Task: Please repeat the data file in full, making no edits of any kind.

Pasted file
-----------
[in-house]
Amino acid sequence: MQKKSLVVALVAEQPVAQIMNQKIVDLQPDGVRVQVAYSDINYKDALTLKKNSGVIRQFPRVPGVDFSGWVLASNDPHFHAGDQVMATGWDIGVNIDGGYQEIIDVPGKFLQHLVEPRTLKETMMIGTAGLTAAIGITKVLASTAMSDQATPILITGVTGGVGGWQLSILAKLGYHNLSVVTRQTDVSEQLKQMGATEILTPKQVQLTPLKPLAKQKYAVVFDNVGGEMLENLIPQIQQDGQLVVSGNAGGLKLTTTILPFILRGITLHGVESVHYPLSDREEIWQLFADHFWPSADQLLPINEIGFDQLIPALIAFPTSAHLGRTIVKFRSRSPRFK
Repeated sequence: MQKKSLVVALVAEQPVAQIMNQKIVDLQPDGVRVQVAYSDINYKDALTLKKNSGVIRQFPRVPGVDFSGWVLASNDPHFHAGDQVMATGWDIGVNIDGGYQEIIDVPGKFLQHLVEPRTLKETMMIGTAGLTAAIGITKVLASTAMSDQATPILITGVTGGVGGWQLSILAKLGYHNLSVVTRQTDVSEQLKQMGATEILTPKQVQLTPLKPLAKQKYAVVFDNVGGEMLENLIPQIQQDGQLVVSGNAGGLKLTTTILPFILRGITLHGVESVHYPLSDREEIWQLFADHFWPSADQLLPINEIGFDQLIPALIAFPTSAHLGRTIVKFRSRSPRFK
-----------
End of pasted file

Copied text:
[in-house]
Amino acid sequence: MQKKSLVVALVAEQPVAQIMNQKIVDLQPDGVRVQVAYSDINYKDALTLKKNSGVIRQFPRVPGVDFSGWVLASNDPHFHAGDQVMATGWDIGVNIDGGYQEIIDVPGKFLQHLVEPRTLKETMMIGTAGLTAAIGITKVLASTAMSDQATPILITGVTGGVGGWQLSILAKLGYHNLSVVTRQTDVSEQLKQMGATEILTPKQVQLTPLKPLAKQKYAVVFDNVGGEMLENLIPQIQQDGQLVVSGNAGGLKLTTTILPFILRGITLHGVESVHYPLSDREEIWQLFADHFWPSADQLLPINEIGFDQLIPALIAFPTSAHLGRTIVKFRSRSPRFK
Repeated sequence: MQKKSLVVALVAEQPVAQIMNQKIVDLQPDGVRVQVAYSDINYKDALTLKKNSGVIRQFPRVPGVDFSGWVLASNDPHFHAGDQVMATGWDIGVNIDGGYQEIIDVPGKFLQHLVEPRTLKETMMIGTAGLTAAIGITKVLASTAMSDQATPILITGVTGGVGGWQLSILAKLGYHNLSVVTRQTDVSEQLKQMGATEILTPKQVQLTPLKPLAKQKYAVVFDNVGGEMLENLIPQIQQDGQLVVSGNAGGLKLTTTILPFILRGITLHGVESVHYPLSDREEIWQLFADHFWPSADQLLPINEIGFDQLIPALIAFPTSAHLGRTIVKFRSRSPRFK